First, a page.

Couscous is a brilliant ingredient for vegetable dishes. For this one I chose onion squash as the main vegetable, it's sweet and nutty and perfect in couscous. Instead of regular couscous I used giant couscous and it was very flavoursome variation since I also cooked it in vegetable stock.


½ onion squash
2 shallots
2 garlic cloves
100g giant couscous
200ml vegetable stock
100g fresh tomatoes
Couple of sun-dried tomatoes
A few pine nuts
Nettle salt (this is not a necessity, normal salt or herb salt are just fine as well)
Ground black pepper
Vegetable oil


Cut an onion squash in half and remove the seeds. Place one half on a baking dish and brush the squash half with oil. Save the other half for another tasty dish. I have some nice squash recipes here, have a look! Roast it at 180C for about 40 minutes or until tender. When the squash is roasted cut it into small cubes.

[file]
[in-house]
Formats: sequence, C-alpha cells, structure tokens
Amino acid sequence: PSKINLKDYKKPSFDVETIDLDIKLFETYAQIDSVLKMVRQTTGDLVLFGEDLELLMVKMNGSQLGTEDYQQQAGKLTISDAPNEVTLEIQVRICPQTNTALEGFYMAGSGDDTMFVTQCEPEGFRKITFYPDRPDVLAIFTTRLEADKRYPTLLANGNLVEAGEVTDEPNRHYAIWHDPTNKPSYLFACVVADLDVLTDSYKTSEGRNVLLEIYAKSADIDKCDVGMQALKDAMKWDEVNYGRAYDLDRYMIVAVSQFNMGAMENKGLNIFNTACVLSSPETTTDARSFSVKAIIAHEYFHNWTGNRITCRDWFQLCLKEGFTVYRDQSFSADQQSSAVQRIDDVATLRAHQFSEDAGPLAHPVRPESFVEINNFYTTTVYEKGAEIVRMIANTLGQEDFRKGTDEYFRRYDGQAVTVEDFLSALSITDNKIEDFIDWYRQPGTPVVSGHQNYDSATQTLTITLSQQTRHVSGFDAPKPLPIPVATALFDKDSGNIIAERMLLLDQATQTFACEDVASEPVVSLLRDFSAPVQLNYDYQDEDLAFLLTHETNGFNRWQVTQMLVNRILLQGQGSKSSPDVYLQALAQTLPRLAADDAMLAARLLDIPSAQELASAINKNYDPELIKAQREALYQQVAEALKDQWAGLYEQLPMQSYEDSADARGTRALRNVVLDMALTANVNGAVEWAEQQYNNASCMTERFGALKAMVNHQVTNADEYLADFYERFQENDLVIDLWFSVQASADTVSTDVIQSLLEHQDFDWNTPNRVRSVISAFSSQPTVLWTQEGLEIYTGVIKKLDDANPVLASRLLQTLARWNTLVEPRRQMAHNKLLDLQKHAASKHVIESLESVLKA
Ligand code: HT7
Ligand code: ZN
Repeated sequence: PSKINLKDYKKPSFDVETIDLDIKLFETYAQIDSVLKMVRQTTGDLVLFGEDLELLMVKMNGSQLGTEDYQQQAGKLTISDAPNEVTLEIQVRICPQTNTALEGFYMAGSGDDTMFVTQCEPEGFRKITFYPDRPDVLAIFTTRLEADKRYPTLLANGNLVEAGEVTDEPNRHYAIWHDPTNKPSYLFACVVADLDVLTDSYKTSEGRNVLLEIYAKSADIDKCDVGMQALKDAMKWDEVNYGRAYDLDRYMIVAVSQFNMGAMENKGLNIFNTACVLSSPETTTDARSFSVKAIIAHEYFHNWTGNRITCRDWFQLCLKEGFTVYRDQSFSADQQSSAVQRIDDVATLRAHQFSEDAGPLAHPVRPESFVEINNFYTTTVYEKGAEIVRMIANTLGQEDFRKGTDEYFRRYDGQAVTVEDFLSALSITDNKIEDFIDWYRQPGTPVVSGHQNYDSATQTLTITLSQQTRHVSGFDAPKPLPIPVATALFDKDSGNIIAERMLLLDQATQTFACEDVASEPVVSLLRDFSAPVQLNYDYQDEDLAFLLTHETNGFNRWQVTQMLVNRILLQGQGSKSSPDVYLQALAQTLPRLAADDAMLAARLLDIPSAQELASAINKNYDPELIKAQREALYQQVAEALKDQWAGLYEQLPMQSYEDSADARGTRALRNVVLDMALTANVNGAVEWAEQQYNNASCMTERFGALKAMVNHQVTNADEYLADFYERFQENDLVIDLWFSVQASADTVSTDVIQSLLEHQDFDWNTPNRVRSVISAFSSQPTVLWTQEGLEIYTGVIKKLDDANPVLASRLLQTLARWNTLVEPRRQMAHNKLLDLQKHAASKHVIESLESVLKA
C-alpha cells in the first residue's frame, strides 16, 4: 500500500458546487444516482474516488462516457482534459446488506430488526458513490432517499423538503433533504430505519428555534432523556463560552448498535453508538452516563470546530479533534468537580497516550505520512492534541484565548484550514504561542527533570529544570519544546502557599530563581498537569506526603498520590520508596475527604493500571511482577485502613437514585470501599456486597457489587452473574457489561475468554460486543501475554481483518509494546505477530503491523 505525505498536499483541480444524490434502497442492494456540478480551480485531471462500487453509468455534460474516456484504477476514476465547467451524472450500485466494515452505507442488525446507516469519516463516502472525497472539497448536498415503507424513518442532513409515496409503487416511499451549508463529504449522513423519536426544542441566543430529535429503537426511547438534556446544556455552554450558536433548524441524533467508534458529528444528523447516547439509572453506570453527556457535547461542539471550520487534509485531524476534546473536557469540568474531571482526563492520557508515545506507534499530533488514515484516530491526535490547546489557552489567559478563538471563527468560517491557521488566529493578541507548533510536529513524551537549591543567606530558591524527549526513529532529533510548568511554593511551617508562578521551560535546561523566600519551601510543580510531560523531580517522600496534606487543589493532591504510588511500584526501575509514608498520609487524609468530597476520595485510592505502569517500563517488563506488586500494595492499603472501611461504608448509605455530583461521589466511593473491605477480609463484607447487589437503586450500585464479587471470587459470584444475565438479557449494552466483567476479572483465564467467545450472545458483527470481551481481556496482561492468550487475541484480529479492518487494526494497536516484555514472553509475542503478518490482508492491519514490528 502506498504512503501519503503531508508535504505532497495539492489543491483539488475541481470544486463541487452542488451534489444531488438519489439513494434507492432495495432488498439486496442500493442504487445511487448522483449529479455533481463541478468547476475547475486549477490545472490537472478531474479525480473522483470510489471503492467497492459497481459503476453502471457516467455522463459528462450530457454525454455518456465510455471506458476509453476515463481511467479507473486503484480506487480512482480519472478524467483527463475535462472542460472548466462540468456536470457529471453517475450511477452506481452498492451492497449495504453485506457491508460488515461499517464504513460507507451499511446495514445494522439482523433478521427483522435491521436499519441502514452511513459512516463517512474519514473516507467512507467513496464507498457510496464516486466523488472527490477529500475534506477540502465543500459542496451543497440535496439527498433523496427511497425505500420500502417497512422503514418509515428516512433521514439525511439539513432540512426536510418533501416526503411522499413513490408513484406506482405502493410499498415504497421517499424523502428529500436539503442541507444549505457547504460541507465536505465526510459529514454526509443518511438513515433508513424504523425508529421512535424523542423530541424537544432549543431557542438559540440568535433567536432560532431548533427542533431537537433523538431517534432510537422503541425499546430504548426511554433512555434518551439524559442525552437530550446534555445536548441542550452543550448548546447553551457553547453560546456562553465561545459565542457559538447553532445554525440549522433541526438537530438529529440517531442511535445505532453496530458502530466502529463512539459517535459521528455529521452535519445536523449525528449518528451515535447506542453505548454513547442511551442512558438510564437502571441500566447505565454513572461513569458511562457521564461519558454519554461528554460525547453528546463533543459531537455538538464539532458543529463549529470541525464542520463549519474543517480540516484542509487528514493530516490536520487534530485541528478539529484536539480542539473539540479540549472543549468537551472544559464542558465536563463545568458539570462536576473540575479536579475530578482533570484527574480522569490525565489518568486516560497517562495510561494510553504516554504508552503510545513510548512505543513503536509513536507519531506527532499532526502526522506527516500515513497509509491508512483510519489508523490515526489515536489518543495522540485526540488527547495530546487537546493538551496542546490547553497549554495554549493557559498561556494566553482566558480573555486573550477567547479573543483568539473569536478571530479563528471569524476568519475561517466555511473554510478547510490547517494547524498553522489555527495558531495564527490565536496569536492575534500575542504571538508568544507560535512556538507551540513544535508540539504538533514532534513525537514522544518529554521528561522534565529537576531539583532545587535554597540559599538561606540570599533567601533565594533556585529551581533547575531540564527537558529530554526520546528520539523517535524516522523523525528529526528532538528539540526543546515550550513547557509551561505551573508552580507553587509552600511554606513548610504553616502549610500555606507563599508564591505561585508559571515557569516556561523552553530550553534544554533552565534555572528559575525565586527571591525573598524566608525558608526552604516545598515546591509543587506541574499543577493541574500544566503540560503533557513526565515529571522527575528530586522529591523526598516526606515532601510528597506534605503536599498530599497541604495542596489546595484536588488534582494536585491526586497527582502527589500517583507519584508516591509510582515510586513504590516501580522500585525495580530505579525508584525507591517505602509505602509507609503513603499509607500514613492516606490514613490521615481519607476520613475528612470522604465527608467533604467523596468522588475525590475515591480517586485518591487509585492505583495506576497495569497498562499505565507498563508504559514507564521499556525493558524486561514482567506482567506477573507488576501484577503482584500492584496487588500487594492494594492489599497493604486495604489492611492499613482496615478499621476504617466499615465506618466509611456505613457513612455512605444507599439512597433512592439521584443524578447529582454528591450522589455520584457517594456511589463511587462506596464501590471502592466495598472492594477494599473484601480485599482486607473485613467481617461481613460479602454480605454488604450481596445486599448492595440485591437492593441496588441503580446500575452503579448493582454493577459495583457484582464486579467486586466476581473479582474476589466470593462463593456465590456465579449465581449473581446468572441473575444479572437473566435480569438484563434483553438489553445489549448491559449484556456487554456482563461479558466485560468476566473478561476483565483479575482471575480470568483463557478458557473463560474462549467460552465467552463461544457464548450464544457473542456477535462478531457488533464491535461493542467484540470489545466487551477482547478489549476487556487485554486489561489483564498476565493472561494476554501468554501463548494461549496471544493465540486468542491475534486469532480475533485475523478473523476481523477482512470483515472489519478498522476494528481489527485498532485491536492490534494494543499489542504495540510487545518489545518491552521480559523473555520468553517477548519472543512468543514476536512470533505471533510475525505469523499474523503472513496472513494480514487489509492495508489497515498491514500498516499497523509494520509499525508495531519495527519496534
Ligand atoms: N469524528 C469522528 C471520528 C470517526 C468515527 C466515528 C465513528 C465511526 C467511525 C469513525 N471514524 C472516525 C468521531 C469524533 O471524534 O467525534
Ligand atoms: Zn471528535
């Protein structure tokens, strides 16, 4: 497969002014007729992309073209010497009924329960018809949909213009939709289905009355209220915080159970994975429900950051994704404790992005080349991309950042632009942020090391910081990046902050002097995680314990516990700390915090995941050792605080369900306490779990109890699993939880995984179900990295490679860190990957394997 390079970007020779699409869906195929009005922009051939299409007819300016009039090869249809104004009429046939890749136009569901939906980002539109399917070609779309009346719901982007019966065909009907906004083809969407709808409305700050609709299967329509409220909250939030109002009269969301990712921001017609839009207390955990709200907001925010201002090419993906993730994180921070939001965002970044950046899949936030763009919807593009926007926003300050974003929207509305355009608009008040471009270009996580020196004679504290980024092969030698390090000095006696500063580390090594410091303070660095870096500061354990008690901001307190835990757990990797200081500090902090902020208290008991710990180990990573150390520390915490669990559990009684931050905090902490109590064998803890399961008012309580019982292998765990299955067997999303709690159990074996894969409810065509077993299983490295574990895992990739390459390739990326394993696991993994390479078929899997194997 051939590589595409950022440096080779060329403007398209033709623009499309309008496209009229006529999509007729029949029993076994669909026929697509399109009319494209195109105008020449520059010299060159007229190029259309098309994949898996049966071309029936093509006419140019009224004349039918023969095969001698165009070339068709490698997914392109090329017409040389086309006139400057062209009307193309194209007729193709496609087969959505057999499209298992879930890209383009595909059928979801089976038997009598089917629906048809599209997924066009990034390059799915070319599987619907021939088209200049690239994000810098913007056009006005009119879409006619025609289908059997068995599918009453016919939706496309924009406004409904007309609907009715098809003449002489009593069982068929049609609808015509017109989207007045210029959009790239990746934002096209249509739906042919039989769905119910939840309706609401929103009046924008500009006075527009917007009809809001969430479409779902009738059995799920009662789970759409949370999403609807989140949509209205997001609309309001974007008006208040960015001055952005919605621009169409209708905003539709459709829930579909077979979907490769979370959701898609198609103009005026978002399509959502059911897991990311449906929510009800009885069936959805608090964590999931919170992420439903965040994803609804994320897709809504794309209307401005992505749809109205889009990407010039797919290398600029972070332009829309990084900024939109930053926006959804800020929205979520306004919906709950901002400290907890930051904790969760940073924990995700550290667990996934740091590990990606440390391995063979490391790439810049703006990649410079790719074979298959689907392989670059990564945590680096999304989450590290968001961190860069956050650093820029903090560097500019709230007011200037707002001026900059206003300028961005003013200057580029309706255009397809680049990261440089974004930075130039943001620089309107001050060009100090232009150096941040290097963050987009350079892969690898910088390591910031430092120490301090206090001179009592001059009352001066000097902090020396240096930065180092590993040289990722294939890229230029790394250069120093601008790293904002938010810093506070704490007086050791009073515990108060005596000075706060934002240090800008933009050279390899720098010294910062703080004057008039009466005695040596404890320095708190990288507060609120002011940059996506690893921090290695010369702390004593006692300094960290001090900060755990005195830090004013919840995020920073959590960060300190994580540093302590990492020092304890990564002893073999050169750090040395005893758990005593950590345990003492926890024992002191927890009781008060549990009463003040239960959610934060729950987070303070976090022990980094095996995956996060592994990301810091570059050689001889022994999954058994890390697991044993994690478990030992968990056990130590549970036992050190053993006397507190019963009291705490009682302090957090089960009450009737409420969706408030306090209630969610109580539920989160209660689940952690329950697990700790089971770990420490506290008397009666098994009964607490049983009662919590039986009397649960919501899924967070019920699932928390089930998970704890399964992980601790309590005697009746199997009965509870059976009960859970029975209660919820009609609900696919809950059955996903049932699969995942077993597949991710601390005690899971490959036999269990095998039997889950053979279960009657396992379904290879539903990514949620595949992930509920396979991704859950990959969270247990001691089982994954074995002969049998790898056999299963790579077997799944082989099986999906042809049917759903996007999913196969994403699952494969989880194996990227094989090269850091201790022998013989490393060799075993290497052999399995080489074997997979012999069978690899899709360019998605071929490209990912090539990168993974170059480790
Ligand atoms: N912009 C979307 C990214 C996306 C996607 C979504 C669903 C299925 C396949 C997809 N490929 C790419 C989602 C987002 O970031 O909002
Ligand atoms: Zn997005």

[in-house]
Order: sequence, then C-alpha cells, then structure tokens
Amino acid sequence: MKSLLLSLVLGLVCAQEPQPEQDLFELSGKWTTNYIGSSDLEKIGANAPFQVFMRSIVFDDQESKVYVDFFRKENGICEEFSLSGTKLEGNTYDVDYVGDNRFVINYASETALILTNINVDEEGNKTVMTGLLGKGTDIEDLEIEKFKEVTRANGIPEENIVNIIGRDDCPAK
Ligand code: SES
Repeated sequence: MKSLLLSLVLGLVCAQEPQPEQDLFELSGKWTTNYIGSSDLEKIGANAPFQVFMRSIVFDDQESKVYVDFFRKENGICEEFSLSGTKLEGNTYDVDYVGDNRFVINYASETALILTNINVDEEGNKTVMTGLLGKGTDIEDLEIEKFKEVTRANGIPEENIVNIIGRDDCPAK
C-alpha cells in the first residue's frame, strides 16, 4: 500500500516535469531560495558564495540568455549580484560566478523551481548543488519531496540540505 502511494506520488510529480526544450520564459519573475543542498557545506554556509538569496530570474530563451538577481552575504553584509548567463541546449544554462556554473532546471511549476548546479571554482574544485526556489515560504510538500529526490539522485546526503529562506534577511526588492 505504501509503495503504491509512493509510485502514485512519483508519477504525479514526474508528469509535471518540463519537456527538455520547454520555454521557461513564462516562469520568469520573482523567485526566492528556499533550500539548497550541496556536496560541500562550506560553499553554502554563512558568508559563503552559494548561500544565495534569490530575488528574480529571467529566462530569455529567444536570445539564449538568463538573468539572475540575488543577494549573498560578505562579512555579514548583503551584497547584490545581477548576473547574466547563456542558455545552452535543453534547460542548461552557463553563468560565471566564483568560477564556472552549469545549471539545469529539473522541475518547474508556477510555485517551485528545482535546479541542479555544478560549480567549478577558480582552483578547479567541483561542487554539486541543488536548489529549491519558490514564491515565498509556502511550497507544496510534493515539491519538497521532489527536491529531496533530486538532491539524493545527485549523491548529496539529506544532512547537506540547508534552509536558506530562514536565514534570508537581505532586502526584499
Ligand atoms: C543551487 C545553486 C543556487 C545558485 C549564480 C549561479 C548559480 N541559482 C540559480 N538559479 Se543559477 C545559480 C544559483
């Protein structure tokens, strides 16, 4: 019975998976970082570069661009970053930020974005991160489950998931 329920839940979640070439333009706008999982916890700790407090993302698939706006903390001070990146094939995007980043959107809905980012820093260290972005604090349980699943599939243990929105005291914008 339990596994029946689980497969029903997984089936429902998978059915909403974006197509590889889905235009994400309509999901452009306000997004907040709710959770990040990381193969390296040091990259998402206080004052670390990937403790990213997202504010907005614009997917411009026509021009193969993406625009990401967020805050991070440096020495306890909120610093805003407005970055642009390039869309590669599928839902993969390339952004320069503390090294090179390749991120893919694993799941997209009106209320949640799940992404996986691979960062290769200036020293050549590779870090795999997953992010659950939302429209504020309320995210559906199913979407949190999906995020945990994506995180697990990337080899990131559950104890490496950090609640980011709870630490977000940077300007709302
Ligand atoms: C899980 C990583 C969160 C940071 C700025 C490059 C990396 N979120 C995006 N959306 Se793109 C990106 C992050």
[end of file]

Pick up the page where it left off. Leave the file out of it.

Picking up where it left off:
Prepare a vegetable stock and add very finely chopped sun-dried tomatoes there and season it with thyme. Leave it to rest for a while.

Chop the shallots and the garlic and fry them in oil. Add the tomatoes, the pine nuts and then the onion squash cubes to the pan. Leave it at low heat while you prepare the couscous in a separate pan.

The preparation of the giant couscous is slightly different than that of regular couscous. Fry the couscous lightly in a little olive oil. Add the vegetable stock to the pan once the couscous is fried golden brown. Stir continuously until all the water has absorbed, but add more water if the couscous isn't tender yet. Cooking of the giant couscous takes about 15 minutes.

Combine the squash and the couscous and mix. Season with salt and pepper. And there it is, a very easy autumnal vegan squash couscous.

Your VegHog

15 September 2013

Stuffed gem squashes with baked new potatoes